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Secret Florida – Part Four, Gulfport

By Susan & Simon Veness

When you’re ready to go beyond the obvious places in the Sunshine State, there are a wealth of small towns and other ‘secret’ destinations that the locals know about but which are often a mystery to visitors. This series is dedicated to revealing these hidden gems.

The Gulfport municipal website insists it has “no chain stores, no parking meters, just small-town warmth,” and this is definitely an occasion when you can take them at their word.

Because this funky little community – ‘town’ is really too big a term for it; ‘village’ would be too small – is a genuine hive of down-home hospitality and charm that sits happily alongside the more urbane appeal of nearby St Petersburg and the many beach resorts along the Gulf Coast.

Just to start with, its population numbers barely 13,000 and it covers fewer than four square miles (one of those being its water extent into Boca Ciega Bay). It is most assuredly small-town America, and yet it has a big-hearted feel, a sense of inclusivity and genuine welcome for all-comers.

There is also a distinctly artsy-crafty vibe, which becomes understandable when you learn the town’s recent history. Lori Russo, landlady of the Sea Breeze Manor Inn told us: “This is very much a unique neighbourhood. It dates back to the 1980s, when there was a lesbian art community that moved in and helped re-establish the town. They were so successful they ultimately priced themselves out of business when rents went up, but some managed to stay and it all added to the diversity. It’s an amazingly mixed and welcoming community.”

And therein lies Gulfport’s secret, a sleepy seaside town, mixed with a new-age arts commune amid overtones of pre-tourism Key West. The overall effect is akin to a Bohemia-on-Sea of beguiling qualities, comfortably at odds with the high-rise resorts that sprawl along much of the coast.

Local novelist Sam Black added: “This is just a quaint, old-fashioned community. Nothing much has changed here in 50 years. We kind of like it that way.”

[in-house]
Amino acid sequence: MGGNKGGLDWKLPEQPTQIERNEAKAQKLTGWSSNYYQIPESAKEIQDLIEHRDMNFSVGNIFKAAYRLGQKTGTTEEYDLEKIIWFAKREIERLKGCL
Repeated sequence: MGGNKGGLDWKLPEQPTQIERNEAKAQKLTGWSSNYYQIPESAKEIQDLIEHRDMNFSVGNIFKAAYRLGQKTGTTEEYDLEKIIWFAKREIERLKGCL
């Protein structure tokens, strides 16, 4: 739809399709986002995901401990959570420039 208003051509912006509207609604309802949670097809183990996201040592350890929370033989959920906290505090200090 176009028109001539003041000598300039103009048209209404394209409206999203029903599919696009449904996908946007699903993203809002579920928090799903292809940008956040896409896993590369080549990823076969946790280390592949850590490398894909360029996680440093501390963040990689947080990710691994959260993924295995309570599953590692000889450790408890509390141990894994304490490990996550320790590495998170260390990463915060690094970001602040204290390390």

Except that would be to completely undersell its attraction as a real Florida gem, somewhere original and exciting for visitors to discover.


It would be understandable if Gulfport had an identity complex. It was originally founded as Disston City in 1884, but soon changed to Bonifacio after a naming conflict with another town in the county. It became Veteran City in 1890 before finally settling on its current title in 1910.

Getting to Gulfport

This possibly isn’t the easiest place in the state to find, and you will need a hire car to get here. Its tucked-away location is part of its allure, though. Situated on the intracoastal waterway between the mainland and the barrier islands of St Pete Beach and Treasure Island, it is less than six miles from St Petersburg and enjoys the benefits of being under that city’s urban umbrella.

From Tampa, take motorway I-295 south to Exit 19, just past St Petersburg. Head due west on 22nd Avenue South for just over a mile, then turn left at the crossroads with 49th Street South and go south until the road reaches a T-junction with 31st Avenue South, where you turn right and cruise into the main downtown area.

Casino Pier gulfport

So, what’s In Gulfport?

Driving in along 31st Avenue, it should be immediately clear that you’ve ‘arrived’ as you hit the junction with Beach Boulevard. This is Gulfport’s ‘Main Street,’ and runs for about 500 yards in all, ending at the seafront and Shore Boulevard.

Here you’ll find the town’s pretty waterfront, with its own sandy beach, recreation park, the iconic Casino Ballroom, and the Bert and Walter Williams Pier, which extends 500ft into the bay and usually sees the local fishermen out in force. The Ballroom is something of a local institution, too, with dancing five nights a week and people coming from as far away as Tampa to trip the light fantastic.

Shore Boulevard is also lined with an array of attractive bars and restaurants, as well as a handful of striking Inns and bed-and-breakfast options, including the highly recommended Sea Breeze Manor Inn, The Toasting Mermaid (yes, really!) and Beach RelaxMore.